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Pyrodiversity interacts with rainfall to increase bird andmammal richness in African savannas
Department of Biology, University of York, Heslington, York, UK.
York Institute for Tropical Ecosystems, Environment Department, University of York, Heslington, York, UK.ORCID iD: 0000-0002-4439-2590
Institute of Biodiversity, Animal Health and Comparative Medicine, University of Glasgow, Glasgow, UK.
Centre for African Ecology, School of Animal, Plant and Environmental Sciences, University of the Witwatersrand, Johannesburg, South Africa.; Natural Resources and the Environment, CSIR, Pretoria, South Africa.
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2018 (English)In: Ecology Letters, ISSN 1461-023X, E-ISSN 1461-0248Article in journal (Refereed) Epub ahead of print
Abstract [en]

Fire is a fundamental process in savannas and is widely used for management. Pyrodiversity, variation in local fire characteristics, has been proposed as a driver of biodiversity although empirical evidence is equivocal. Using a new measure of pyrodiversity (Hempsonet al.), we undertook the first continent-wide assessment of how pyrodiversity affects biodiversity in protected areas across African savannas. The influence of pyrodiversity on bird and mammal species richness varied with rainfall: strongest support for a positive effect occurred in wet savannas (>650 mm/year), where species richness increased by 27% for mammals and 40% for birds in the most pyrodiverse regions. Range-restricted birds were most increased by pyrodiversity, suggesting the diversity of fire regimes increases the availability of rare niches. Our findings are significant because they explain the conflicting results found in previous studies of savannas. We argue that managing savanna landscapes to increase pyrodiversity is especially important in wet savannas.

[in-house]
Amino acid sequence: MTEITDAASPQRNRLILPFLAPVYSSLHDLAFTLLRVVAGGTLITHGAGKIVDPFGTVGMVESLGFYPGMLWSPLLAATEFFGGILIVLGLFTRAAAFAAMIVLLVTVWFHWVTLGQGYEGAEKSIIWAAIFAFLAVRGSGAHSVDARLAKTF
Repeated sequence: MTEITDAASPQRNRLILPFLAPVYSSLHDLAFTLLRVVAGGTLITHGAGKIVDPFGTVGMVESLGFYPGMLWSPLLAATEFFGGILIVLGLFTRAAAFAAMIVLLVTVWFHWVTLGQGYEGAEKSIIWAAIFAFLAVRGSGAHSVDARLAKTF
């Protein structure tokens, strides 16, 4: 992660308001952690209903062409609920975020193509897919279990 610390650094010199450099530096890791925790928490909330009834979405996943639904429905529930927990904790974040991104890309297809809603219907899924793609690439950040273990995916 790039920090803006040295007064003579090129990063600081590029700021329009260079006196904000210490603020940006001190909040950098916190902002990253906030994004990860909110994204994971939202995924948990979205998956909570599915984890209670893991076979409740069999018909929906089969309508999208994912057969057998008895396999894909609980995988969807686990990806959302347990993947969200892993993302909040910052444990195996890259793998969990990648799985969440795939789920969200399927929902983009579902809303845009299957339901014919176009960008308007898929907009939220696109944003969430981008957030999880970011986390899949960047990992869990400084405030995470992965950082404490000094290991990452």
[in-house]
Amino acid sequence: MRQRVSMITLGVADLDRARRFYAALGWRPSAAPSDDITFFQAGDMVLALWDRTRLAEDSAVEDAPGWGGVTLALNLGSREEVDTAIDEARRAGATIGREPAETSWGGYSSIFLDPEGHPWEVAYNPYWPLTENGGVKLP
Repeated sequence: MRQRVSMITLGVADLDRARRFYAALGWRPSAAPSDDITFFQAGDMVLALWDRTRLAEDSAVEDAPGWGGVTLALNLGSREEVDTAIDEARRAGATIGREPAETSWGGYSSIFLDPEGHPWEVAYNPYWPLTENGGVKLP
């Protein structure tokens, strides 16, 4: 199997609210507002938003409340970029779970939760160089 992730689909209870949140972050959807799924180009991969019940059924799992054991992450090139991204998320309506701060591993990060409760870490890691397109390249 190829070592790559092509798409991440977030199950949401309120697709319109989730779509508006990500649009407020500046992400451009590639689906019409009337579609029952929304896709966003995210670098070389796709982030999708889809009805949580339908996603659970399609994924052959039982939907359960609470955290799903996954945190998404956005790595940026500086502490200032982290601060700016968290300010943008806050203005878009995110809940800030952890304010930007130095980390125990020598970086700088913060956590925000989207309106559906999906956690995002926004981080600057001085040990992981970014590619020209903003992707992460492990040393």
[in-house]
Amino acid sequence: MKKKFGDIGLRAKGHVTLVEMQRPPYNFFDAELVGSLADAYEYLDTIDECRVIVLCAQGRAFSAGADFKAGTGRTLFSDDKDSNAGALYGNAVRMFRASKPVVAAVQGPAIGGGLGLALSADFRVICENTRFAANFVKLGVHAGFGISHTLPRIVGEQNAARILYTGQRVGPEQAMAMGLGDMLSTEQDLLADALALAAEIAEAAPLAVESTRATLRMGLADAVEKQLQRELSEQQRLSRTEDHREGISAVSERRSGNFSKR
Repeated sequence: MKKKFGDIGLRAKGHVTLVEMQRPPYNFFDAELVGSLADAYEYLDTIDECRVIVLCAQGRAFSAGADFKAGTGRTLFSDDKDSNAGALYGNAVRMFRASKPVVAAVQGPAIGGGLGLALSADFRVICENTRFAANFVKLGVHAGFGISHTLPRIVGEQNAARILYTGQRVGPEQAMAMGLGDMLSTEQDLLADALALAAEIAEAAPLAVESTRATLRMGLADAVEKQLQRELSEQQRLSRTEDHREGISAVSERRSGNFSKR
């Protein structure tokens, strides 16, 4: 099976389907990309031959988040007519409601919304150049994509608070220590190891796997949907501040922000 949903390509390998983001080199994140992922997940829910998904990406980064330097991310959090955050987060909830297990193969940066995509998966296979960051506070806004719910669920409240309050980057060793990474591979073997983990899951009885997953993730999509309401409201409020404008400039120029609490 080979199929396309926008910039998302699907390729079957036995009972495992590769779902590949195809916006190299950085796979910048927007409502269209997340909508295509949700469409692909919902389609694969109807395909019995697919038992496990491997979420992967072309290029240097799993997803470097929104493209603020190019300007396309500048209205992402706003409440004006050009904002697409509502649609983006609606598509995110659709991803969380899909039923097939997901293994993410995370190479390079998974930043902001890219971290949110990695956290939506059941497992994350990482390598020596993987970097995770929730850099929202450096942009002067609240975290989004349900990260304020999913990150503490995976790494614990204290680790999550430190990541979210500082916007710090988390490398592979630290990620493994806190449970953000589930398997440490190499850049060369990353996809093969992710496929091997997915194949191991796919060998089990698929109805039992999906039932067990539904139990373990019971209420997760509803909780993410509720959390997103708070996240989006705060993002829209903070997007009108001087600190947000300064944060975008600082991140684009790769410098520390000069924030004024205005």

Place, publisher, year, edition, pages
2018.
Keywords [en]
Bats, birds, conservation, fire, fire management, INLA, mammals, protected areas
National Category
Ecology
Research subject
Biology with specialization in Animal Conservation
Identifiers
URN: urn:nbn:se:uu:diva-342005DOI: 10.1111/ele.12921OAI: oai:DiVA.org:uu-342005DiVA, id: diva2:1183445
Available from: 2018-02-16 Created: 2018-02-16 Last updated: 2018-02-19Bibliographically approved

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Publisher's full texthttp://onlinelibrary.wiley.com/doi/10.1111/ele.12921/epdf

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